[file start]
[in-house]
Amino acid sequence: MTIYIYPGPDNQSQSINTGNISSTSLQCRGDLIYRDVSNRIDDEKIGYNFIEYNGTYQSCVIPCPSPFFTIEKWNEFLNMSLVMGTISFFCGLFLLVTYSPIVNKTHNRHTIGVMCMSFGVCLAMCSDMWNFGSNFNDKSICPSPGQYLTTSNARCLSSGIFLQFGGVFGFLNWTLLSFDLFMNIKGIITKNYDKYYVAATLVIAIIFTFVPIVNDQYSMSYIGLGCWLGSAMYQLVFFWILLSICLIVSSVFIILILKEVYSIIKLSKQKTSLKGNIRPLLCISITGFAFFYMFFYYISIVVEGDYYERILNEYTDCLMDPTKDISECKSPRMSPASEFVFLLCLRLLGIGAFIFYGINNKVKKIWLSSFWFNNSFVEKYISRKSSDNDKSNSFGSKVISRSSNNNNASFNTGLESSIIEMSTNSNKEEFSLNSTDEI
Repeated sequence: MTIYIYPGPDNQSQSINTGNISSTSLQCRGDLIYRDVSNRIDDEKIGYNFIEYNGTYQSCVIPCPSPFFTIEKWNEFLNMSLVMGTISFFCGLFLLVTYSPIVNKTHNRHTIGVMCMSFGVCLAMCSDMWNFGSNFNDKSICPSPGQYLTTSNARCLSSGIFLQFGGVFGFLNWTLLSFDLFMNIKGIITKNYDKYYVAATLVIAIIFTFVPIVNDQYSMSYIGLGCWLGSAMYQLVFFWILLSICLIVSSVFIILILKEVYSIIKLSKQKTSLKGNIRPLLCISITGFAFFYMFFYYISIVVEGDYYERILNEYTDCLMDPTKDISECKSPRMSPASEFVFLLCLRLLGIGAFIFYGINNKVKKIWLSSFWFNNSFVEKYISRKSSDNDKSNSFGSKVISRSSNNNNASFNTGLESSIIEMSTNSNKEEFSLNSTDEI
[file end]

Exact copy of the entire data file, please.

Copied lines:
[in-house]
Amino acid sequence: MTIYIYPGPDNQSQSINTGNISSTSLQCRGDLIYRDVSNRIDDEKIGYNFIEYNGTYQSCVIPCPSPFFTIEKWNEFLNMSLVMGTISFFCGLFLLVTYSPIVNKTHNRHTIGVMCMSFGVCLAMCSDMWNFGSNFNDKSICPSPGQYLTTSNARCLSSGIFLQFGGVFGFLNWTLLSFDLFMNIKGIITKNYDKYYVAATLVIAIIFTFVPIVNDQYSMSYIGLGCWLGSAMYQLVFFWILLSICLIVSSVFIILILKEVYSIIKLSKQKTSLKGNIRPLLCISITGFAFFYMFFYYISIVVEGDYYERILNEYTDCLMDPTKDISECKSPRMSPASEFVFLLCLRLLGIGAFIFYGINNKVKKIWLSSFWFNNSFVEKYISRKSSDNDKSNSFGSKVISRSSNNNNASFNTGLESSIIEMSTNSNKEEFSLNSTDEI
Repeated sequence: MTIYIYPGPDNQSQSINTGNISSTSLQCRGDLIYRDVSNRIDDEKIGYNFIEYNGTYQSCVIPCPSPFFTIEKWNEFLNMSLVMGTISFFCGLFLLVTYSPIVNKTHNRHTIGVMCMSFGVCLAMCSDMWNFGSNFNDKSICPSPGQYLTTSNARCLSSGIFLQFGGVFGFLNWTLLSFDLFMNIKGIITKNYDKYYVAATLVIAIIFTFVPIVNDQYSMSYIGLGCWLGSAMYQLVFFWILLSICLIVSSVFIILILKEVYSIIKLSKQKTSLKGNIRPLLCISITGFAFFYMFFYYISIVVEGDYYERILNEYTDCLMDPTKDISECKSPRMSPASEFVFLLCLRLLGIGAFIFYGINNKVKKIWLSSFWFNNSFVEKYISRKSSDNDKSNSFGSKVISRSSNNNNASFNTGLESSIIEMSTNSNKEEFSLNSTDEI